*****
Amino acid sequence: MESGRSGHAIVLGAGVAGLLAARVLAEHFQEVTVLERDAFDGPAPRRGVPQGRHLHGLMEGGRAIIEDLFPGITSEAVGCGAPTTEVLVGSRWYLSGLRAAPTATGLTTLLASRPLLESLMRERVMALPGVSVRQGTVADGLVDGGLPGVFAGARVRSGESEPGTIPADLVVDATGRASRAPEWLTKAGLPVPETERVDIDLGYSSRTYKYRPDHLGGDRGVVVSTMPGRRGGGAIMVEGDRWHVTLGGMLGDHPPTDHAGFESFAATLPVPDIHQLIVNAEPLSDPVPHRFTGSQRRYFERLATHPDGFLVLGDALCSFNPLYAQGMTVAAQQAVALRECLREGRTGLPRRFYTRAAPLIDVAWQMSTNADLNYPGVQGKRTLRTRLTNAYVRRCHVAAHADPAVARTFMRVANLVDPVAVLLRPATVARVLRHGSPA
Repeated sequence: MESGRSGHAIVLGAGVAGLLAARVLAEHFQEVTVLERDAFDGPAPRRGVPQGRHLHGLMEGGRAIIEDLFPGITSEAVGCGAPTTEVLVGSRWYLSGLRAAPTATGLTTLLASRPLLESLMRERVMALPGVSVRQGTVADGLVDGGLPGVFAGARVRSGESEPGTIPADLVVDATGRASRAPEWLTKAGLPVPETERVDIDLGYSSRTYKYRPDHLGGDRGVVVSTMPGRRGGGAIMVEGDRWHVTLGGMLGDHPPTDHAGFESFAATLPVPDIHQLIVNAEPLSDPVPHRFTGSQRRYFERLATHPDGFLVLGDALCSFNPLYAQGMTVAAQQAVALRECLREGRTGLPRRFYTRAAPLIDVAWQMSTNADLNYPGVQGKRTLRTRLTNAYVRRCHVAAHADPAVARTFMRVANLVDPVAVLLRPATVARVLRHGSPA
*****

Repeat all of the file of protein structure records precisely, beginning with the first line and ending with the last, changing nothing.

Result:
Amino acid sequence: MESGRSGHAIVLGAGVAGLLAARVLAEHFQEVTVLERDAFDGPAPRRGVPQGRHLHGLMEGGRAIIEDLFPGITSEAVGCGAPTTEVLVGSRWYLSGLRAAPTATGLTTLLASRPLLESLMRERVMALPGVSVRQGTVADGLVDGGLPGVFAGARVRSGESEPGTIPADLVVDATGRASRAPEWLTKAGLPVPETERVDIDLGYSSRTYKYRPDHLGGDRGVVVSTMPGRRGGGAIMVEGDRWHVTLGGMLGDHPPTDHAGFESFAATLPVPDIHQLIVNAEPLSDPVPHRFTGSQRRYFERLATHPDGFLVLGDALCSFNPLYAQGMTVAAQQAVALRECLREGRTGLPRRFYTRAAPLIDVAWQMSTNADLNYPGVQGKRTLRTRLTNAYVRRCHVAAHADPAVARTFMRVANLVDPVAVLLRPATVARVLRHGSPA
Repeated sequence: MESGRSGHAIVLGAGVAGLLAARVLAEHFQEVTVLERDAFDGPAPRRGVPQGRHLHGLMEGGRAIIEDLFPGITSEAVGCGAPTTEVLVGSRWYLSGLRAAPTATGLTTLLASRPLLESLMRERVMALPGVSVRQGTVADGLVDGGLPGVFAGARVRSGESEPGTIPADLVVDATGRASRAPEWLTKAGLPVPETERVDIDLGYSSRTYKYRPDHLGGDRGVVVSTMPGRRGGGAIMVEGDRWHVTLGGMLGDHPPTDHAGFESFAATLPVPDIHQLIVNAEPLSDPVPHRFTGSQRRYFERLATHPDGFLVLGDALCSFNPLYAQGMTVAAQQAVALRECLREGRTGLPRRFYTRAAPLIDVAWQMSTNADLNYPGVQGKRTLRTRLTNAYVRRCHVAAHADPAVARTFMRVANLVDPVAVLLRPATVARVLRHGSPA